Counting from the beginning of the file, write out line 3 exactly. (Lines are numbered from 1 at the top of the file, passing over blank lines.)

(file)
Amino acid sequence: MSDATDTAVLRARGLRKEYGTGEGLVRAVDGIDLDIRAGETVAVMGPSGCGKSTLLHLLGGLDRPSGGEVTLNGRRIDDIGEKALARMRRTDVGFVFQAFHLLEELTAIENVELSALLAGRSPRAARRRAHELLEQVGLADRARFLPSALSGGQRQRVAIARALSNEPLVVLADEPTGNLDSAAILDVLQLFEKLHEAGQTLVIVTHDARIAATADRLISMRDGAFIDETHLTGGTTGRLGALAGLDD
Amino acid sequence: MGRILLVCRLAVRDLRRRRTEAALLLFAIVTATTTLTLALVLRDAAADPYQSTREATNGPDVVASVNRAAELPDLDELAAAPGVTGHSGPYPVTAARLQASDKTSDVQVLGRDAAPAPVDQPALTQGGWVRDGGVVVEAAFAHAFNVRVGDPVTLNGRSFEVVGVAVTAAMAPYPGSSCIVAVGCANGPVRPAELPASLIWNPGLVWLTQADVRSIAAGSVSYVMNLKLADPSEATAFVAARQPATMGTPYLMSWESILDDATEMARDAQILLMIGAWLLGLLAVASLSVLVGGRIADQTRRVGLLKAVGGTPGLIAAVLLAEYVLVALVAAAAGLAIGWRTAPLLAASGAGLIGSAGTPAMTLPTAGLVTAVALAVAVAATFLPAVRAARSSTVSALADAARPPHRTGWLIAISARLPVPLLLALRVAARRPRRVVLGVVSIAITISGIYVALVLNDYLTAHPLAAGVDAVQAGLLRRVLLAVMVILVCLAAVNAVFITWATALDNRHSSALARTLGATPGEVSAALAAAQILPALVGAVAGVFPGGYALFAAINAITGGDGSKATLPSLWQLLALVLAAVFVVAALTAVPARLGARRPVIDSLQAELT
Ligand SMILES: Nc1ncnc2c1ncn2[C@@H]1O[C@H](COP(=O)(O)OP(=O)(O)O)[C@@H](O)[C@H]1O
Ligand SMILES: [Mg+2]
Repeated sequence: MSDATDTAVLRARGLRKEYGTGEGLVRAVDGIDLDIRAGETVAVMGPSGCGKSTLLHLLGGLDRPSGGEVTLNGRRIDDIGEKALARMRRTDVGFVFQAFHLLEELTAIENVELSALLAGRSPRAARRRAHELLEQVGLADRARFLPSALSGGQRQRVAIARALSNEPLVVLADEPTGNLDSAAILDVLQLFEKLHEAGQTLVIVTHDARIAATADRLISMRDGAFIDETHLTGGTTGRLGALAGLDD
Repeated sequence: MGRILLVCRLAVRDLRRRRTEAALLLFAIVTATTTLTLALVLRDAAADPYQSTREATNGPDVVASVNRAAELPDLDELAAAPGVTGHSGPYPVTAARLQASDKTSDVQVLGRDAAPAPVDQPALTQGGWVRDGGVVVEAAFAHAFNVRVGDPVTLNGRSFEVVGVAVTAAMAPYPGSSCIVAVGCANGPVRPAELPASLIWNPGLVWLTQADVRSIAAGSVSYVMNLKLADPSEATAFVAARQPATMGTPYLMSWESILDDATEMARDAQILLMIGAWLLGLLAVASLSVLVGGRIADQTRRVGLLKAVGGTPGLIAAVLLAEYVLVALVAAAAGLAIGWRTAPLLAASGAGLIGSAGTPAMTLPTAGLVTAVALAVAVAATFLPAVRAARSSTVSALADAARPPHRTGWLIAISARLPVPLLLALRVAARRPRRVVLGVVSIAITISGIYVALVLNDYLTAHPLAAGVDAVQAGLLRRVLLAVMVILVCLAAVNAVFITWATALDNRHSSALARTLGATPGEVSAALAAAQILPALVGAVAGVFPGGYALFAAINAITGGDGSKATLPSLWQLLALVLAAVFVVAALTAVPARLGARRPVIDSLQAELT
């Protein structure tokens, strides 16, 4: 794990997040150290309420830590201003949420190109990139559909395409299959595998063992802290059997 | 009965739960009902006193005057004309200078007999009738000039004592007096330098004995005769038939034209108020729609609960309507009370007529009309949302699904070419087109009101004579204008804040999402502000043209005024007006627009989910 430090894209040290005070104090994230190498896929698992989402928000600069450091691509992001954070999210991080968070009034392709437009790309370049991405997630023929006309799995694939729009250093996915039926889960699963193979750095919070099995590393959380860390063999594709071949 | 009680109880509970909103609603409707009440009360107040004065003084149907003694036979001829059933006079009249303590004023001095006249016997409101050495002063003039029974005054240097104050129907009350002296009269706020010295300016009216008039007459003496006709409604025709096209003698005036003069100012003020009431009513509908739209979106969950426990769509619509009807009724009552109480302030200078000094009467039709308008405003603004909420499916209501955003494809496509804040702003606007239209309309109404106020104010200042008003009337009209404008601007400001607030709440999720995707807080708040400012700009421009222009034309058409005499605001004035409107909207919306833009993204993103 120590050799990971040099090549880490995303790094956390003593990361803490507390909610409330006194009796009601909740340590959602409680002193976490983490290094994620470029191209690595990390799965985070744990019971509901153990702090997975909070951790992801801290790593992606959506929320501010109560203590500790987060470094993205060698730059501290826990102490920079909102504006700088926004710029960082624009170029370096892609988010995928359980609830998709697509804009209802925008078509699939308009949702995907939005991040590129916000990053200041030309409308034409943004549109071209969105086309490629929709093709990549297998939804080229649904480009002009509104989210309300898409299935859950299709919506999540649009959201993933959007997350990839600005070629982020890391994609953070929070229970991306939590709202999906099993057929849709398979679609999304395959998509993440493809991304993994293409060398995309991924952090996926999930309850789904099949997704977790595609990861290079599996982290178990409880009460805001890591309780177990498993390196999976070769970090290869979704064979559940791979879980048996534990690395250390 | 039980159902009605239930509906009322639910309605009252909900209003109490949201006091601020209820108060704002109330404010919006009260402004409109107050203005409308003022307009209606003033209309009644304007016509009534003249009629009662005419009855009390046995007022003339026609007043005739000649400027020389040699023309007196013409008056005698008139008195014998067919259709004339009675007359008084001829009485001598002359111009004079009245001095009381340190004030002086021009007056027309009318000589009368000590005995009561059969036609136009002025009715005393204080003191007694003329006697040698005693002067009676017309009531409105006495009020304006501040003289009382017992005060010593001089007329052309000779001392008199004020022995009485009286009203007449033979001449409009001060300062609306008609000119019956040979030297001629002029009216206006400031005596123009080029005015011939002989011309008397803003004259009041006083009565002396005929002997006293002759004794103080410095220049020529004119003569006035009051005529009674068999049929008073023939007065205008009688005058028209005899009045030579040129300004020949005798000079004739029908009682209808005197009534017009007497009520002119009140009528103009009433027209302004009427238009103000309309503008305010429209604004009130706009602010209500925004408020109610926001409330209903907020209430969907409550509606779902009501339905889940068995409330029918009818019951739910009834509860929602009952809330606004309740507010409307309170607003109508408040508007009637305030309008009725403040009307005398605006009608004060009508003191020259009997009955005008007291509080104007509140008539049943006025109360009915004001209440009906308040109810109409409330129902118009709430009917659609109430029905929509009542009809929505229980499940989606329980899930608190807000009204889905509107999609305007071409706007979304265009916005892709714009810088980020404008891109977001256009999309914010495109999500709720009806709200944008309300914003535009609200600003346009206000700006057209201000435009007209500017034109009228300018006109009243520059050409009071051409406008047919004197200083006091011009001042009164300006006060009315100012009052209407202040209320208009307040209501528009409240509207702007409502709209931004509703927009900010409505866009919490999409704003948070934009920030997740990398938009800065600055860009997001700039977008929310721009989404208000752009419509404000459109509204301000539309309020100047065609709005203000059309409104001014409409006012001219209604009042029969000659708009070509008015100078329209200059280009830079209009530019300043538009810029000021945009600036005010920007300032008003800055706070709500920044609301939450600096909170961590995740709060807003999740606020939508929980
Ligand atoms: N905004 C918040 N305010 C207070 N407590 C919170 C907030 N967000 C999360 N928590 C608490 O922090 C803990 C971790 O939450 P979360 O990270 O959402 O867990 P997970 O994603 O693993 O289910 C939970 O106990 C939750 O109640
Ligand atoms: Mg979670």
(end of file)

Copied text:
Ligand SMILES: Nc1ncnc2c1ncn2[C@@H]1O[C@H](COP(=O)(O)OP(=O)(O)O)[C@@H](O)[C@H]1O